Washington Monument

Robert Mills
1845-84



View from the Mall

Although various memorials to George Washington were planned in the 18th century, it was not until the centenary of his birth in 1832 that this monument was initiated. Robert Mills won the national competition for his design but the project was plagued with changes and delays, not the least of which was the Civil War. In 1876 Congress made the U. S. Army Corps of Engineers responsible for the monument's completion and after a number of attempts at redesigning the monument, it was only modified by Thomas Lincoln Casey, chief engineer of the U. S. Army. The building was finally completed and dedicated in 1884.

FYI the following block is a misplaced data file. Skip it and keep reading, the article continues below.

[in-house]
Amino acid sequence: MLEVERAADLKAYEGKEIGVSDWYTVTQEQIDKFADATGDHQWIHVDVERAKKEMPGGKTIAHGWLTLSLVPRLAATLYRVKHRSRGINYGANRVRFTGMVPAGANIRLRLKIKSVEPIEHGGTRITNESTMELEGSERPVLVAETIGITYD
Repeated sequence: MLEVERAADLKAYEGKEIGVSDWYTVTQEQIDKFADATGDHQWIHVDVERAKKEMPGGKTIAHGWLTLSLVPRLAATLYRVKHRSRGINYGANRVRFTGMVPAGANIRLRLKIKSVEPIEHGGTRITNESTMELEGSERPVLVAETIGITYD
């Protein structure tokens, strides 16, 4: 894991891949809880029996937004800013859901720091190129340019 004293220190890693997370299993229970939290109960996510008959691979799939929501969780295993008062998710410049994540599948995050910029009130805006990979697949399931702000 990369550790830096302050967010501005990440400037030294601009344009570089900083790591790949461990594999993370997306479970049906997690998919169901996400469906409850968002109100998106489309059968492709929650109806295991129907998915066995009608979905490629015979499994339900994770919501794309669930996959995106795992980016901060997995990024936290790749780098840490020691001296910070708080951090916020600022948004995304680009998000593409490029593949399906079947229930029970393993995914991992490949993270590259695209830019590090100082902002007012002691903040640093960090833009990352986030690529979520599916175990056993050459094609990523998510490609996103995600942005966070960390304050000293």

At 555 feet 5½ inches, the Washington Monument is still the tallest masonry structure in the world. However, five years after it was finally built, the Eiffel Tower exceeded its height. The monolithic capstone weighed more than 3000 pounds with a tip of cast aluminum.
 
The Washington Monument Restoration Project began in 1997 with the upgrading of the elevator and continued through 1998-99 with cleaning and repair of the exterior and interior masonry and historic stones. (These photographs were taken in 2002.)



Click here to return to index of art historical sites.

Click here to return to index of artists and architects.

Click here to return to chronological index.

Click here to see the home page of Bluffton College.


© 2002 Mary Ann Sullivan. I have photographed (on site), scanned, and manipulated all the images on these pages. Please feel free to use them for personal or educational purposes. (I would appreciate being told if you find them useful.) They are not available for commercial purposes without my explicit permission.

Page maintained by Mary Ann Sullivan, sullivanm@bluffton.edu